Monday, July 19, 2010

Bargain Hunter Review #2: Trine

What do Chuck Norris, bacon and the Bugatti Veyron have in common? They are awesome and in this review. The intrawebs may implode. You have been warned.

Trine is a Gem of a game. Like every great gemstone Trine has some flaws.

This game is not for everyone. Trine is for a specific person or personality. What it does do for its target audience, it does extraordinarily well. Everyone else will just miss the point. I’ve been trying to figure out what that target audience might be and I came up with the following questions.

Did you watch Pushing Daisies?
Did you love Pushing Daisies?

Did you understand
that Pushing Daisies was a macabre fairy tale popup book brought to life on the television?
Would you mind playing a side scrolling jumpy puzzle game with great production?

If you answered yes to at least 2 of those questions then there is a high probability you will enjoy Trine. This game isn’t for the power-gamer or someone simply wishing to finish the game. Imagine 2 people walking through a flower garden to get to a destination on the other side. One of them walks straight through and reaches the destination in mere minutes. The other one takes half an hour because he or she is admiring the work that was put into the garden. Trine is purely designed for the 2nd person. This game is to be admired while it is being played.

The Story
The good king of the kingdom dies. During his life there was peace. Since he had no heir, the kingdom fell into disarray a
nd the undead began walking the land. It is a generic fantasy backdrop, but the narrator presents the reasons for each of these events as you start or complete each level.

There are 3 actors who play a part in the “tale” of Trine. I can't call them characters, that label just doesn't seem to fit. For the rest of the review, I'll use the term Actor. The game starts with each Actor headed to the Astral Academy for different reasons. This place is where ancient artifacts were kept. The Thief is greedy and looking for treasure among the artifacts. The Wizard is looking for a fireball spell to impress the ladies. The Knight is trying to protect the Academy from looters and ne'er-do-wells. All three wind up at a shrine at the same time and lay their hands on an artifact that binds all their souls together.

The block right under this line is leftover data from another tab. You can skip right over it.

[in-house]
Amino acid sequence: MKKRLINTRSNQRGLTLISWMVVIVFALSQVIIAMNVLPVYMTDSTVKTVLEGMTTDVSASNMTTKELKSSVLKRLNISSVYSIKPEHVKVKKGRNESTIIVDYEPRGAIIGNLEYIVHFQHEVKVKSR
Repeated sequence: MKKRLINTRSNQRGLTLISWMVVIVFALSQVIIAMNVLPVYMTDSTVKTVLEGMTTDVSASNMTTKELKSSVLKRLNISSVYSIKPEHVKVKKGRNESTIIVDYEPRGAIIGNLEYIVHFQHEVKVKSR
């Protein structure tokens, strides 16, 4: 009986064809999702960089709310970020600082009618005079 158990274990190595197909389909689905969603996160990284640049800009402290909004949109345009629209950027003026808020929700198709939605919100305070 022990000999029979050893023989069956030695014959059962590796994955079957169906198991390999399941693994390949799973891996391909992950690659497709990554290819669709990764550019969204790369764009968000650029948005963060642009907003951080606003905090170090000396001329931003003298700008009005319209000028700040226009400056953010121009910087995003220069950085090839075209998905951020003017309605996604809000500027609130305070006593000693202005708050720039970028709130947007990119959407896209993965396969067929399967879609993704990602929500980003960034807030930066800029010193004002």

It turns out that this artifact is called the Trine. Even though all their souls are trapped, they can project one physical form into the world at a time. Thus, while you possess all three actors at the same time, but you can only control one at a time. The only way this changes is if you happen to be lucky enough to play in coop mode.

Trine is gorgeous to look at. The use of layers is simply incredible. There are not many games that make you pause to admire the environment, but Trine is one of them. One of the many things the game excels at is to seamlessly fuse the background layers with the layer you are playing on. You will be running through forests watching trees pass in the different background layers. You will come across a river you have to cross. The act of pausing to jump or solve whatever puzzle may be present, causes your eyes to follow the river to its far distant source in the background. These moments happen often in Trine. Your characters have full 3D animations and watching them move, jump and fight is a pleasure. My words alone cannot detail it, so I’m going to link to a video supplied by the makers of Trine.

With all the visual attention Frozenbyte Games put into Trine, I was surprised to notice a couple of missing animations. I don’t know why they were omitted. I’ll go into more detail later.

The visual quality in Trine is married perfectly with the sound quality.The Voice Acting is great. That is the second highest complement to voice acting I can give. The highest would be excellent where game company Bioware exists. There is one Narrator and 3 actors presented to the player, the Thief, the Wizard and the Knight.